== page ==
Clam Gulch State Recreation Area
Clam Gulch, as the name implies, is famous for the hundreds of thousands of razor clams harvested annually from the sandy beaches adjacent to the State Recreation Area.
Situated on the bluffs overlooking scenic Cook Inlet, the recreation area offers visitors a panoramic view of the Aleutian Mountain Range and its three tallest peaks - Mount Iliamna, Mount Redoubt and Mount Spurr.
Wildlife in the area includes moose, bald eagles, gulls and many small birds and mammals. A wide variety of wild flowers may also be found within the recreation area, including the lupine, Jacob's ladder, wild geranium and the prickly rose.
About Razor Clams
The razor clam, a filter feeder that relies on plankton for food, is found on sandy tidal beaches from the Bering Sea to Southern California. However, there are only eight known major concentrations of clams on the Pacific Coast, with four of those in Alaska. The beaches from Clam Gulch to Ninilchik are the most popular razor clam beaches in the state. <> The life cycle of razor clams is simple and unique. Razor clams usually reproduce first at age four or five and live about 14 to 18 years. Reproduction is triggered when Cook Inlet waters reach a temperature of about 55 degrees> After floating in the larval stage for four to six weeks, the clams form a small shell and settle into the sandy tidal beach. The clams are ready for harvest in about four years.
Clams may be dug during any low tide, but a tide of minus two feet or lower is recommended for best results. Consult a tide book for times of minus tides.
To locate razor clams look for small round dimples or holes on the surface of the sand. Once a dimple has been located use a clam shovel to dig a small hole about six inches from the dimple and search through the sand until you find the clam. Be careful when handling the clams as they are "razor" sharp.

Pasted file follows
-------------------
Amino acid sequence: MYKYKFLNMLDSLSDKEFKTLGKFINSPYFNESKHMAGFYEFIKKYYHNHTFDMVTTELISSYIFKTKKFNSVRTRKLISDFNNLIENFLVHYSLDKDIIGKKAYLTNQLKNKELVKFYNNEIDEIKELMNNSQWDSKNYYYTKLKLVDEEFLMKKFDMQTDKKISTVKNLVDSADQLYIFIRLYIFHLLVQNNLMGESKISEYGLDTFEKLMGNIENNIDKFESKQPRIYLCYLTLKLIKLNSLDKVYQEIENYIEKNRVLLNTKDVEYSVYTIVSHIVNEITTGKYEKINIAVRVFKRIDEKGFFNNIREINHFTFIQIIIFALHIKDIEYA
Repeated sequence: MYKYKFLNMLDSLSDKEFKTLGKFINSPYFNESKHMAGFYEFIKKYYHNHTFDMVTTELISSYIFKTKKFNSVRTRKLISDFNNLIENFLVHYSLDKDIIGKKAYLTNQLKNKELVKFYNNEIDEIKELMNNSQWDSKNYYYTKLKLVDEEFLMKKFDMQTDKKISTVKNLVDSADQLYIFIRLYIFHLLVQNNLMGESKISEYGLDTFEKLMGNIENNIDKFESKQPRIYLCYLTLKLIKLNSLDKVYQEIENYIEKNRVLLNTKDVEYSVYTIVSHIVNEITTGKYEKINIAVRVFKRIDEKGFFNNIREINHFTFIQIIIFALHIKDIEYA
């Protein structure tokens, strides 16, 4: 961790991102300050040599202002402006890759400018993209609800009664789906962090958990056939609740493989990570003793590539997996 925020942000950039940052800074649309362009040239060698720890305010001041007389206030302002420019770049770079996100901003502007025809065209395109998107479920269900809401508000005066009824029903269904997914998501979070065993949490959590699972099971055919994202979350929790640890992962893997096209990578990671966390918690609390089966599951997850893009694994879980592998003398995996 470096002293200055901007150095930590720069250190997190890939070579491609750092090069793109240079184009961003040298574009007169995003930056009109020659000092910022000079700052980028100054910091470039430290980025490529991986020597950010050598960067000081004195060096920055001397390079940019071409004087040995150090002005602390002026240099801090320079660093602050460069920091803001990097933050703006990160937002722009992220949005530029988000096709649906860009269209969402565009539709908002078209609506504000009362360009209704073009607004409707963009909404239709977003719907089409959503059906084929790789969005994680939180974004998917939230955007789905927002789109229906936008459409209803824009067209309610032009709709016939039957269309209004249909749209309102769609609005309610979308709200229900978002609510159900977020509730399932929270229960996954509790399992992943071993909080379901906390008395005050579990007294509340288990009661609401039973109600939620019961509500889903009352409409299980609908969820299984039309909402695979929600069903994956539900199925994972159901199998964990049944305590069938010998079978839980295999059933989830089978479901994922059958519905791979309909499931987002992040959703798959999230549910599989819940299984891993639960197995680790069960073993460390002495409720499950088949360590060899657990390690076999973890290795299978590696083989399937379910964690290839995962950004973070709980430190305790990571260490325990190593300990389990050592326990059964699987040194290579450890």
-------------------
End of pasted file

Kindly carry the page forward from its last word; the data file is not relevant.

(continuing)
State law requires that all clams dug be kept regardless of size and condition. Anyone 16 years or older must have a valid Alaska sport fishing license to dig clams. Contact the Department of Fish and Game for the daily limit of clams per person. Click here to access their web site.
For more information on razor clams contact the Alaska Department of Fish and Game in Soldotna at (907)262-9368.
Off-Road Vehicle Use
All off-road-vehicles are restricted to the campground loop road, the beach access road and the saltwater beach. Please observe all traffic rules.
Use of ATV's in the campground and on the road to the beach is limited to direct travel from your campsite to the beach and back again.
ATV's are prohibited on Clam Gulch Road from the Sterling Highway to the intersection of the campground loop road and the beach access road.
The speed limit on all recreation area roads is five miles per hour.
All drivers and passengers under age 18 must wear helmets.
Children under age 14 must be directly supervised by a parent or other person over age 21, when driving ATV's.
Park rules allow all visitors to enjoy our state parks and protect them for future generations.
Please pay your camping fee immediately after selecting a site.
Camping stays are limited to 15 days.
There is a day use parking fee.
Fires are permitted only in fire grates provided or on the saltwater beach.
Please do not cut live trees or shrubs; collect only dead and down wood.
Motor vehicles are restricted to roads, parking areas or saltwater beaches.
Pets must be leashed and under control at all times in developed areas.
Please do not litter; use the dumpster's provided.
Discharge of firearms and fireworks is prohibited in the recreation area.
Please respect the rights of those who own private property near the recreation area.
Quiet hours are 11 p.m. to 6 a.m.
For more information:
Alaska State Parks
Kenai Area Office
PO Box 1247
Soldotna, AK 99669
State Park Rangers: 262-5581
State Troopers: 262-4453 or 911
To report a fire: 262-5528 or 911
For a copy of this brochure, contact the DNR Public Information Center at firstname.lastname@example.org